As we all know, ILL is a paper generator. And, as of 2012, we are not completely paperless. We do generate paper, but they are forms that we use and destroy after the life of the request and there are a few items that we do continue to keep in paper form.There is just no way around it.In Oct 1991 I started my ILL odyssey for less paper while working here at University of Hartford, when on day ONE of my new job as ILL Librarian I was confronted with much, too much paper.
October 7, 1991, my first day of the new ILL job, I was confronted with a box similar to this one. My new supervisor, Anne told me that she had spent days attempting to clean out the ILL desk.My predecessor liked to hoard the slip in drawers. And the there was no order to it. She finally gave up and put all the slips into cartons to be sorted later after I had started. Basically the slips were only sorted by year. Borrowing and lending were all mixed in together. We finally got the borrowing separated from the lending. And then I concentrated on the borrowing materials since they were someone elses. In December of 1997, we destroyed this box of slips.
To keep track of the current requests, we had four green boxes
These boxes were of OCLC requests sorted by lending and borrowing. As a request moved through the system, a slip would be moved from box to box and re-filed. And SAVED. This went on for at least five years. Due to copyright, we have to keep records for five years, but basically that is for matreial that we borrow.The day that I tossed out all of the lending boxes was a party day in our office, but it took me time to get there.
University of Hartfordpurchased the first generation ILL Mngtsoftware called “SaveIT”. My supervisor, Anne actually played with it, but could not get my predecessor interested in using it. I on the other hand jumped at it. SAVE It was based on dbase and in its day was pretty good. As time went on I tended to have my doubts about it and gave it the nickname “LoseIT. But it communicated with OCLC, it printed pick slips, invoices, overdues, tracked copyright. Most of the time it worked well.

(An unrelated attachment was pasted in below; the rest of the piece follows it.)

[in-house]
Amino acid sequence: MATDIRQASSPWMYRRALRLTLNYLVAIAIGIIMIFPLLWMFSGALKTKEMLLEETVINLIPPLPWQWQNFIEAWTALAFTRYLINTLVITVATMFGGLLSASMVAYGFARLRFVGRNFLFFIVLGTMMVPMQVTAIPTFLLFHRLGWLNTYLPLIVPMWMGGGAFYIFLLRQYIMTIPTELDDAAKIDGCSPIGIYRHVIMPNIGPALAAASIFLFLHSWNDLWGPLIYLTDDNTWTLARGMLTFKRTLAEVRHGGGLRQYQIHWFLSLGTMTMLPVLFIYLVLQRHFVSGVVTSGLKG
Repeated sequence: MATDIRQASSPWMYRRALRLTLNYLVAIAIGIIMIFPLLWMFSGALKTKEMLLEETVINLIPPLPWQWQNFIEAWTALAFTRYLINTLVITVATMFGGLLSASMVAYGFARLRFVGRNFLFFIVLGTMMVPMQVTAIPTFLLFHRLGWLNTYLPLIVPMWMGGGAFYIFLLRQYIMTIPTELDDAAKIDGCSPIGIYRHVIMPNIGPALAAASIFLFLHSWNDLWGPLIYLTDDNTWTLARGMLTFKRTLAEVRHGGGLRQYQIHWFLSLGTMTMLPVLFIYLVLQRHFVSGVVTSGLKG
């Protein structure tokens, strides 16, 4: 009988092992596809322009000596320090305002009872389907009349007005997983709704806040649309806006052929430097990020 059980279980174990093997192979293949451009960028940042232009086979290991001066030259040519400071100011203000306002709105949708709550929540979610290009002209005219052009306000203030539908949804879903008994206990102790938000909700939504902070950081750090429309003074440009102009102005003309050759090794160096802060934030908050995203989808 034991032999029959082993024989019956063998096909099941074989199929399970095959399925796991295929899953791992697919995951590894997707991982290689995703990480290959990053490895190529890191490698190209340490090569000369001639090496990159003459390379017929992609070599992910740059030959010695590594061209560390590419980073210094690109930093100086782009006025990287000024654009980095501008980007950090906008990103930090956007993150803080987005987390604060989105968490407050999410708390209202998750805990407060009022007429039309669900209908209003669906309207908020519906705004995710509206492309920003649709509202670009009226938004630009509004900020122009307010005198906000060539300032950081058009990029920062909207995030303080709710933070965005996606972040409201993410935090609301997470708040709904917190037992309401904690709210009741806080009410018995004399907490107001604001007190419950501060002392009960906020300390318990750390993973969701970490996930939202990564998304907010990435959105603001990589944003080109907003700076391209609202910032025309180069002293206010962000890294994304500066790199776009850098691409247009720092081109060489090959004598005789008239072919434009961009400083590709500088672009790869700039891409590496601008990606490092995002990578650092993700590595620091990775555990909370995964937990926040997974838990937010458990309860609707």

In late 1996, Saveit became obsolete when OCLC upgraded from their PRISM to PASSPORT system. UH dove in and purchased CLIO. ILLiad was available at that time. Our systems staff and I had looked at it, but at the time, it was very expensive, in the ballpark of $20,000. And Clio worked. UH was still using CLIO up until this past summer when they finally moved to ILLiad.
In 2001 I left UH and moved to CCSU. They had Clio installed but had been without a librarian for almost a year, so the staff was not utilizing it. 1st thing I changed was to ...they needed to USE IT. And for more than what they had been using it for. I immediately started finding out how they were using it and making changesClio was great to a point. But I really wanted to give our patrons a clean accessible way to order their materials.Clio could have done it, but due to several issues, in 2008 we decided to leave them and start with ILLiad.
Here is the primary reason why we switched: The Patron interface